Plans to erect a billboard expressing displeasure with both Wake Forest AD Ron Wellman and head basketball coach Jeff Bzdelik finally came to fruition on Saturday after a week of message board speculation about its actual existence. The easily visible black and gold message is located on a high-traffic stretch of NC Highway 52, between two exits for BB&T Field and Lawrence Joel Coliseum.
The content of the billboard (shown below) depicts two hashtags now familiar to Deacon fans in social media, as well as a web address for a new website similar in design to FireBz.com. According to the group-funding website Crowdtilt.com (a website co-founded by Wake alum James Beshara), over $4,500 was raised to fund the billboard.
"This board cost about $2000," said campaign administrator (and Wake alum) Nate Ferria. "That specific amount (not the full $4500 that we raised) was raised in literally two and a half hours. Forty-seven people contributed in total before we closed contributions because we had reached goal. We have enough to go through with a second board in the fall, which is currently the plan."
The "BuzzOut" movement began as a faint rumble on message boards long before this past basketball season, but grew to a mighty roar in March when the proprietors of FireBz.com placed ads in the Greensboro News and Record calling for a change in the men's basketball program. Ferria states on the Crowdtilt project page that fans raised upwards of $2,500 in two days towards the purchase of the newspaper ads.
Following the NCAA Tournament, Wellman publicly reaffirmed the University's support of Bzdelik, angering an already simmering portion of the fan base by alluding to "multiple years" remaining on Bzdelik's contract. Now, it seems the focus of this disgruntled section of the base is now firmly on Wellman, who has never wavered in his messageto fans regarding his trust in Bzdelik and the job he was hired to do.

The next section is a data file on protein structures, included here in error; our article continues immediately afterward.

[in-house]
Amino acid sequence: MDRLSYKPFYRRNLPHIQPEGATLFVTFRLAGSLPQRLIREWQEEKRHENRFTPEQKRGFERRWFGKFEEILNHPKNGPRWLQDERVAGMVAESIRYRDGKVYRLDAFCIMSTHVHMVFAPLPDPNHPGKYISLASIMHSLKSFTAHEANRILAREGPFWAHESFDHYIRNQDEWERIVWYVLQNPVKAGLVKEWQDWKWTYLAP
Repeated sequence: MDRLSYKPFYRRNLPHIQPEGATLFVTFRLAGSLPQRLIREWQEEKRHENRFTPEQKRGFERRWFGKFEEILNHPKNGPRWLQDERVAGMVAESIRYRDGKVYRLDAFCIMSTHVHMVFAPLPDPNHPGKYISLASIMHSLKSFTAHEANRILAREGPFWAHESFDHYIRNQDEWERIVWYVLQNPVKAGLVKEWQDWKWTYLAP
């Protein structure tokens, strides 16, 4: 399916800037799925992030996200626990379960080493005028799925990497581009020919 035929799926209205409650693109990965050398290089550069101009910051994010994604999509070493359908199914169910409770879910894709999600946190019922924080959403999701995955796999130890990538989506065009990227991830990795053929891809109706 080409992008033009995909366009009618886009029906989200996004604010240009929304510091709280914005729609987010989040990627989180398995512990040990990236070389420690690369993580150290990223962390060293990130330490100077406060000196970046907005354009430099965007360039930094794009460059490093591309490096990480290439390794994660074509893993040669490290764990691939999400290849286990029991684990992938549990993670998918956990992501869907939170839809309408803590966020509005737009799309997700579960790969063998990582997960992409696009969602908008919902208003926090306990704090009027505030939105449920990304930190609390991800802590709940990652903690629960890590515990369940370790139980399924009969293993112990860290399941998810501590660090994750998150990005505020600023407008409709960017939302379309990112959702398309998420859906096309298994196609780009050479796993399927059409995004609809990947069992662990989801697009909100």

"When the unanimous media reaction to your yearly interview is, 'What is he doing, and why won't he stop doing it?,'something is very, very wrong," Ferria said. "My favorite quote to come out of all of this was from CBS' Gary Parrish, who equated Wellman to a gambler who doesn't know when to get up and call it a night. The man has angered a deeply passionate fanbase, and any implication that we are a minority can be quickly shot down by even just a cursory glance at public polls on the subject."
It is not unusual for college athletic programs to use billboards, among other media, to promote their teams while taking playful jabs at rivals. Just last Fall, N.C. State began its "This is Our State" campaign, strategically placing billboards in various areas of the state, including the Research Triangle. In addition, Texas A&M wasted little time last year in poking fun at rivals University of Texas, declaring via billboard that Texas was, indeed, "SEC Country."
However, fan-funded billboards expressing this level of discontent are more the exception than the rule, and one might wonder if an approach like this could do further damage to the LOWF (Little Ol' Wake Forest) image which fans and alumni alike despise. Ben Swain, ACC writer and host of The Walk-Ons podcast, understood the sentiment in the billboard's message but expressed concern for the approach in an e-mail to Blogger So Dear.
"Whenever you make a public statement like that, the outside world is never going to know what steps were taken prior," Swain said. "AD's are customer service guys first and foremost, which means they'll respond to emails and phone calls from boosters and fans more often than not. That makes it seem like Wake fans skipped that step entirely and went straight to the billboard which means one of two things … the fans are crazy, or this particular voice is the minority."
It remains to be seen if the Wake Forest administration will have any comment on this latest protest action, or if they will remain silent while this group of fans and alumni exercise their right to free speech. In any event, this billboard (and the newspaper ads) are an unwelcome black mark for a national institution trying to move forward with a new capital campaign.
In the meantime, the billboard will be visible for at least the next four weeks. However, there is already a new Crowdtilt project page up, for the express purpose of keeping the billboard up through the month of June. At time of this posting, the group had already raised half of the funds required to keep the billboard up for another month.
Blogger So Dear will continue to monitor the situation as it unfolds.